When fall starts to come around, one of the first things to come to mind is pumpkins. From pumpkin patches, carving jack-o-lanterns, eating pumpkin seeds, and pumpkin spice lattes pumpkins are a staple of autumn. But where to find the best pumpkins in St. Louis?
At the bottom of the list is Home Depot. At this location were the most average pumpkins. The majoirty lacked stems for creating caps when carving. Due to prolonged sun exposure, the color was washed out. One pro was the fact that they had a variety of sizes, but on the other hand, there was not a lot of variety in the type of pumpkin. Some of the pumpkins were rotting or had soft spots. The pumpkins were pretty overpriced especially considering the quality. Home Depot lacked fall festivities to experience. Overall, when going to Home Depot, just go to buy some fall flowers, not a pumpkin.
Home improvement stores are not the places to go for pumpkins, as Lowes is next. They used the same brand of pumpkins, but at Lowes, fewer of the pumpkins were rotting, and more pumpkins had stems long enough to make handles if you were to carve them. However, the washed-out color was a constant. Once again, if you are going to a home improvement store to look for pumpkins, you’re better off buying some new flowers.
Walmart’s pumpkins were not much better, but they stood apart in their experience. Within the store, you can get costumes, candy, pumpkins, and decor all in one trip. The pumpkins did not have stems, but they had good bold orange color and were medium in size. The only variety was in between large and small pumpkins, and some of the small pumpkins were rotting. These pumpkins were on the cheaper side, $3 for a small pumpkin, and $6 for a medium-sized pumpkin.
The next best place to get your pumpkins would be at grocery stores. Dierbergs was the worst of the grocery stores, as the stems at this location were non-existent. Additionally, since they were sitting in the sun, they had less color. These pumpkins were on average smaller, but inside we found the largest v
ariety of sizes and types of pumpkins, including pre-decorated ones. Inside one could also purchase Ha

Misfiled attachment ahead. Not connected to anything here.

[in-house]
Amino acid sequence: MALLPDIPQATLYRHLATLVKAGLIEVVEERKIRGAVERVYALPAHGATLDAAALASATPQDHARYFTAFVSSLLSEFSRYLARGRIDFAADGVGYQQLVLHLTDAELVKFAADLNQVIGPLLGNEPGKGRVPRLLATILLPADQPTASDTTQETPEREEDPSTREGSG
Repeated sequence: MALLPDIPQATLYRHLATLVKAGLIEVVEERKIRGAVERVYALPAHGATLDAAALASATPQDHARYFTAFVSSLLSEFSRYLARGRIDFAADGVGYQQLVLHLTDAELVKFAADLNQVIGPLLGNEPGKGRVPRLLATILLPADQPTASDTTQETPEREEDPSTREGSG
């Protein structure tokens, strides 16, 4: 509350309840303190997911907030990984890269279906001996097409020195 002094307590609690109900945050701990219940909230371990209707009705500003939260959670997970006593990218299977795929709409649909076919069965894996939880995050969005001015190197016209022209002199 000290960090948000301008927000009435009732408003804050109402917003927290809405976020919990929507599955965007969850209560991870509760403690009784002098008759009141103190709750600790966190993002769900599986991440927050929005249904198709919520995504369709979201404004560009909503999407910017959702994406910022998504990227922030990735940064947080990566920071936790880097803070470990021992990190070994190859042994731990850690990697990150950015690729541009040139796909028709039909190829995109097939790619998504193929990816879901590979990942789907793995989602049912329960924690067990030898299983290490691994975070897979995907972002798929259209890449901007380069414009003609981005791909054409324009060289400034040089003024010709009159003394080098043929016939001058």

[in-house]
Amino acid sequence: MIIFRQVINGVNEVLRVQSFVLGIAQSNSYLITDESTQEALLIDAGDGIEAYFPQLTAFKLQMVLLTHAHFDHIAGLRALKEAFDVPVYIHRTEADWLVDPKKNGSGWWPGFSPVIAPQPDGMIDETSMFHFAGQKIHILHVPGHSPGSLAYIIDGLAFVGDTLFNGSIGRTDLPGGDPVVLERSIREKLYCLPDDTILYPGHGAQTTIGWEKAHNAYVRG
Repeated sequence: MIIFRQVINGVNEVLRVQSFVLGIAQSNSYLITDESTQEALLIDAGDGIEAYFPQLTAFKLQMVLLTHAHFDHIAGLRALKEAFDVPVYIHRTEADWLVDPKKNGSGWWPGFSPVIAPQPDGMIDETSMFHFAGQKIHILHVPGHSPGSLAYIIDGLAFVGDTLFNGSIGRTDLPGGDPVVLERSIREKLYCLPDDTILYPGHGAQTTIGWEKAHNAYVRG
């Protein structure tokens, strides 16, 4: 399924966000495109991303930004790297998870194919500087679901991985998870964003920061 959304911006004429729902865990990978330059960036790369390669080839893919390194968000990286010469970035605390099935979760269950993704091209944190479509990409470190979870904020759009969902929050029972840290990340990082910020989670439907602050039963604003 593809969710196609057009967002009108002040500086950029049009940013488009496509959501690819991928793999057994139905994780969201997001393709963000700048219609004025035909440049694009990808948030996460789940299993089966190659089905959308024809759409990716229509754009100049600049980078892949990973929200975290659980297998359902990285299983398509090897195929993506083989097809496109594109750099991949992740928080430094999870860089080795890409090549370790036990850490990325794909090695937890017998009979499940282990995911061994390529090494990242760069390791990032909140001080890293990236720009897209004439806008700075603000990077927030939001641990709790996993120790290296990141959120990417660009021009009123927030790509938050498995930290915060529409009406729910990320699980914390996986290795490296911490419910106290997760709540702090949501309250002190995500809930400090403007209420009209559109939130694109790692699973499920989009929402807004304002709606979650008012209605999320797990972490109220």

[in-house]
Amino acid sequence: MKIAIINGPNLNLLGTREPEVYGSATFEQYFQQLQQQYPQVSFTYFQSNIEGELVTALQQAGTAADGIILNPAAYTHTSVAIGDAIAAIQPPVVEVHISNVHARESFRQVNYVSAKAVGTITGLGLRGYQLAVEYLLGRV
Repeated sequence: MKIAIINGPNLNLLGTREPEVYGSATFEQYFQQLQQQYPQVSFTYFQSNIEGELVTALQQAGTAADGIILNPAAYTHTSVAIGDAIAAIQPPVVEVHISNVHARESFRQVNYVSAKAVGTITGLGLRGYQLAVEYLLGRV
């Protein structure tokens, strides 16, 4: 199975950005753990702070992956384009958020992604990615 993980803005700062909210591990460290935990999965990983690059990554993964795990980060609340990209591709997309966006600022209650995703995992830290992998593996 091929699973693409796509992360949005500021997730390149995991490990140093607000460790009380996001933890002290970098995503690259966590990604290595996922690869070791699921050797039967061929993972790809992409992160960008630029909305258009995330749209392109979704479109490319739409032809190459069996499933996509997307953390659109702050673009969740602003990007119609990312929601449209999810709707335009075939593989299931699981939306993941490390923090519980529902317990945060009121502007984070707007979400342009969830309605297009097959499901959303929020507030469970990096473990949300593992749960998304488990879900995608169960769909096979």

lloween candy or some specialty-themed Halloween treats.
Schnucks’ pumpkins by far had the best stems for carving, along with bright orange colors. There was a lot of variety in the type of pumpkin, and size. Along with getting your different types of pumpkins, you could go inside and get Halloween candy, and some limited decor. These pumpkins were selling for $7-$8. A grocery store is ideal for those who would like pumpkins but do not have the time for an additional trip.
Out of all the different stores we visited, Target had the best pumpkins and Halloween experience. The pumpkins had stems, but they weren’t great. However, they were saved by the color and the fact that they were not rotting. These pumpkins were on the cheaper end, for $6 for some of the better quality pumpkins that we found. In addition to finding a pumpkin, they had a large assortment of costumes and candy. Also available were plastic carving pumpkins, including some blue ones that people can put out to signal that they have allergy-friendly goodies. Target is ideal for those not wishing to make an extra trip to a pumpkin patch but still looking for an experience.
By far, the best pumpkins were found at Webster Hills Methodist Church pumpkin patch, in downtown Webster. They had the most variety, including two different kinds of small pumpkins, and then a variety of types and sizes. A fun gourd with a mushroom appearance and ombre colors are just some of the styles sold. They all had stems that one could use for carving pumpkins. In addition to just pumpkins, there is a great atmosphere, with a bounce house, fun games, and even a corn pit.
If you’re looking for something quick go to Target, as they have cheap pumpkins, close to Clayton, but if you’re there to have a fun time, go to a pumpkin patch.
Home Depot Pumpkin Selection